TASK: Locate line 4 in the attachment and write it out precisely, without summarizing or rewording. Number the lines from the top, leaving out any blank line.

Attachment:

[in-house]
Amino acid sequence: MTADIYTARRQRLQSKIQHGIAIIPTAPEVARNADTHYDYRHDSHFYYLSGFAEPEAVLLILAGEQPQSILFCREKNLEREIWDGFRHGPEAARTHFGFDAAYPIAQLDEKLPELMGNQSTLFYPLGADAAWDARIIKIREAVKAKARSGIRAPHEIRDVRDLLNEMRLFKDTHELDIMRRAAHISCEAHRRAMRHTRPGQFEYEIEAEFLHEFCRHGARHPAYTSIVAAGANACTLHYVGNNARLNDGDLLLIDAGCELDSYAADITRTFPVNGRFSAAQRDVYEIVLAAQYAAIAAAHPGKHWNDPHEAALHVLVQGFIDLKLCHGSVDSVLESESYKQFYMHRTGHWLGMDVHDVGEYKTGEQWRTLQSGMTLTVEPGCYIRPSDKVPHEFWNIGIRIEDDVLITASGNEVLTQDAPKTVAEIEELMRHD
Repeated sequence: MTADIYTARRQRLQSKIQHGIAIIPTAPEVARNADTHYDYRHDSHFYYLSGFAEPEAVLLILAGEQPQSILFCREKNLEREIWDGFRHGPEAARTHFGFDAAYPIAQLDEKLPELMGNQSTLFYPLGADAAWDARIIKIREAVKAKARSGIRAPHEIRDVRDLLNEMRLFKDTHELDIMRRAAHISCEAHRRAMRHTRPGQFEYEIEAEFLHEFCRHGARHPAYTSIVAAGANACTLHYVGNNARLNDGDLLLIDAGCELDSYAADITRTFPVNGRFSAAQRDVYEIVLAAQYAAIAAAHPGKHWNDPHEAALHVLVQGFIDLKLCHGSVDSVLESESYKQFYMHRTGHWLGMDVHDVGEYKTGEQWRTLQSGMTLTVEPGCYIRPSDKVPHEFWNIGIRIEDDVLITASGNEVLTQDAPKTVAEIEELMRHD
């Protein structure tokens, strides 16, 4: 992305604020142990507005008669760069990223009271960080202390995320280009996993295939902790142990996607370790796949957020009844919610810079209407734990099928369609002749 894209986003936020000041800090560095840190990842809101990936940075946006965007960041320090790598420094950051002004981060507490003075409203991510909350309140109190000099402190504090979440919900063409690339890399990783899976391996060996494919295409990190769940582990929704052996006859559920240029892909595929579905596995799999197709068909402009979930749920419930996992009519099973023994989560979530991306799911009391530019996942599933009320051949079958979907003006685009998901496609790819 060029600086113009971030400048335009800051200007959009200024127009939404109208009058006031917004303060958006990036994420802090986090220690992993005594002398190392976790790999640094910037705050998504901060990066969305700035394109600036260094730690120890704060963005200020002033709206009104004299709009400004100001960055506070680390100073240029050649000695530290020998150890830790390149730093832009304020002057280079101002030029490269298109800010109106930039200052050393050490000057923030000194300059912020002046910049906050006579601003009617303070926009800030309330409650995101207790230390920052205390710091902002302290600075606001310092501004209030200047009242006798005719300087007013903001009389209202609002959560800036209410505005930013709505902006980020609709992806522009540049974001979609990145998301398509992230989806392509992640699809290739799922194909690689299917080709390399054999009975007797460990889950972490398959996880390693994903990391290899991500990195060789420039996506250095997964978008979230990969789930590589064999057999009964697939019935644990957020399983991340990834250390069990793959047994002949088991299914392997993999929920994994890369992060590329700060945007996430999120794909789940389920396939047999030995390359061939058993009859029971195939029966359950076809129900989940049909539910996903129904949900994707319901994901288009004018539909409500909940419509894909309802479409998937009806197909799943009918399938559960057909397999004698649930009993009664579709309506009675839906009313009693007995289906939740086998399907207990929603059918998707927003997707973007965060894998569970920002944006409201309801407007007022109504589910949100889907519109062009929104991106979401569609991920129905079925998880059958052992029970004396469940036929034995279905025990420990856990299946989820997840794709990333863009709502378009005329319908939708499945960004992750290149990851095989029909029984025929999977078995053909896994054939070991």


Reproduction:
């Protein structure tokens, strides 16, 4: 992305604020142990507005008669760069990223009271960080202390995320280009996993295939902790142990996607370790796949957020009844919610810079209407734990099928369609002749 894209986003936020000041800090560095840190990842809101990936940075946006965007960041320090790598420094950051002004981060507490003075409203991510909350309140109190000099402190504090979440919900063409690339890399990783899976391996060996494919295409990190769940582990929704052996006859559920240029892909595929579905596995799999197709068909402009979930749920419930996992009519099973023994989560979530991306799911009391530019996942599933009320051949079958979907003006685009998901496609790819 060029600086113009971030400048335009800051200007959009200024127009939404109208009058006031917004303060958006990036994420802090986090220690992993005594002398190392976790790999640094910037705050998504901060990066969305700035394109600036260094730690120890704060963005200020002033709206009104004299709009400004100001960055506070680390100073240029050649000695530290020998150890830790390149730093832009304020002057280079101002030029490269298109800010109106930039200052050393050490000057923030000194300059912020002046910049906050006579601003009617303070926009800030309330409650995101207790230390920052205390710091902002302290600075606001310092501004209030200047009242006798005719300087007013903001009389209202609002959560800036209410505005930013709505902006980020609709992806522009540049974001979609990145998301398509992230989806392509992640699809290739799922194909690689299917080709390399054999009975007797460990889950972490398959996880390693994903990391290899991500990195060789420039996506250095997964978008979230990969789930590589064999057999009964697939019935644990957020399983991340990834250390069990793959047994002949088991299914392997993999929920994994890369992060590329700060945007996430999120794909789940389920396939047999030995390359061939058993009859029971195939029966359950076809129900989940049909539910996903129904949900994707319901994901288009004018539909409500909940419509894909309802479409998937009806197909799943009918399938559960057909397999004698649930009993009664579709309506009675839906009313009693007995289906939740086998399907207990929603059918998707927003997707973007965060894998569970920002944006409201309801407007007022109504589910949100889907519109062009929104991106979401569609991920129905079925998880059958052992029970004396469940036929034995279905025990420990856990299946989820997840794709990333863009709502378009005329319908939708499945960004992750290149990851095989029909029984025929999977078995053909896994054939070991």